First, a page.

Drivers, Remember Your Eye Exams!

June 16, 2012

Seatbelt? Check. Gas? Check. Directions? Check. Eye exam? Huh?
Driving is second nature to the countless motorists who take to the roads daily. With the increase of technology behind the wheel, with texting and phone calls, the media has increased awareness of safe driving; yet most people forget the most basic requirement for safe driving is sight. If motorists want to remain safe on the roads, they must ensure they have good eyesight and routine eye exams are the only way to do so.
The visual component of driving is most of the task. The only way to guarantee your vision is in tip-top shape is to get regular eye exams. The comprehensive exams can detect vision problems that most people cannot detect themselves. According to the Centers For Disease and Control and Prevention, an estimated 11 million Americans age 12 years and older could see better through measures including reading glasses, contact lenses, or eye surgery. Most people do not realize that they cannot see at a distance because they are unaware of what should be seen. A common misconception is eye exams are only for when you notice a problem. The truth is, many times problems slowly develop and slight changes can go unnoticed until it is too late to reverse the damaging effect to eyes.
Many people would not get behind the wheel without buckling their seatbelt but many would get behind the wheel without a current eye exam and updated prescription for glasses or contacts. It is the responsibility of the individual to ensure they are fit to drive and will not harm themselves or others on the roads.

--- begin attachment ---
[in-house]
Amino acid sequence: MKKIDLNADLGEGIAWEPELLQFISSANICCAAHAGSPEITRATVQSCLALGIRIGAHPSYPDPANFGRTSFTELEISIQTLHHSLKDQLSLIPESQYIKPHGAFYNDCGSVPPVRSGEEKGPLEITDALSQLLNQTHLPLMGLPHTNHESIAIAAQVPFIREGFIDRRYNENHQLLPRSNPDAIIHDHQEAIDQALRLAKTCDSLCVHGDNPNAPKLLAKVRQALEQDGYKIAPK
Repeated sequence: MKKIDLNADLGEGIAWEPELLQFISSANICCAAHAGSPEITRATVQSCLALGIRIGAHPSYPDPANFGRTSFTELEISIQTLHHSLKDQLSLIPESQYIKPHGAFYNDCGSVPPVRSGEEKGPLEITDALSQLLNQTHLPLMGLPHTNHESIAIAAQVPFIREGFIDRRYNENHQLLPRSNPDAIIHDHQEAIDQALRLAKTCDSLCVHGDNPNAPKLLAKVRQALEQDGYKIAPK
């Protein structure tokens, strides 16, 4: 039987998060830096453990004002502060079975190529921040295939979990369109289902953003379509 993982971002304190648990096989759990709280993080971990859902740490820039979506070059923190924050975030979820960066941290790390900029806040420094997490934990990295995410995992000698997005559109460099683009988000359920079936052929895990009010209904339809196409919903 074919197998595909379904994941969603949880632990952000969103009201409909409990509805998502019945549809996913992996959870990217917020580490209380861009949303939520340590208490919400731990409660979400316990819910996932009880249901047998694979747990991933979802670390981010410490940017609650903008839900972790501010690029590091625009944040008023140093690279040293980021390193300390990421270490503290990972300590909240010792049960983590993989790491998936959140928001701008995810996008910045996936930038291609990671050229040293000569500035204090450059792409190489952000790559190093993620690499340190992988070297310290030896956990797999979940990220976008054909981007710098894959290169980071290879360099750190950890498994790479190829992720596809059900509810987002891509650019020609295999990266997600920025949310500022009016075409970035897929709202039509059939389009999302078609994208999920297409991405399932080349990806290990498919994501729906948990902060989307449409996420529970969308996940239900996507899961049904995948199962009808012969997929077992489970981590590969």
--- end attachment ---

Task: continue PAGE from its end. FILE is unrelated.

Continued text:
The responsibility of drivers is huge yet taken lightly by most because it is an everyday activity. For a start, each driver should have an eye exam yearly. Any eyesight changes or deterioration should be reported to the optometrists to be addressed immediately.
Driving Safety
1. Always wear your prescription eyewear and be sure that your glasses are clean while driving.
2. Use sunglasses when appropriate, making sure to avoid frames with wide temple pieces, which potentially block side vision.
3. Try anti-reflective or polarized lens to minimize glare from the sun.
4. If you have trouble driving at night because of difficulty seeing, talk to your eye care professional for best options.
5. Take breaks when driving long distances to reduce eyestrain and fatigue.
6. Keep headlights, taillights and windshield clean.
7. Explore options like anti-reflective lens coatings on all prescription eyewear.
8. Receive eye exams by an eye care professional to ensure that your eyes stay healthy and your prescription remains current.

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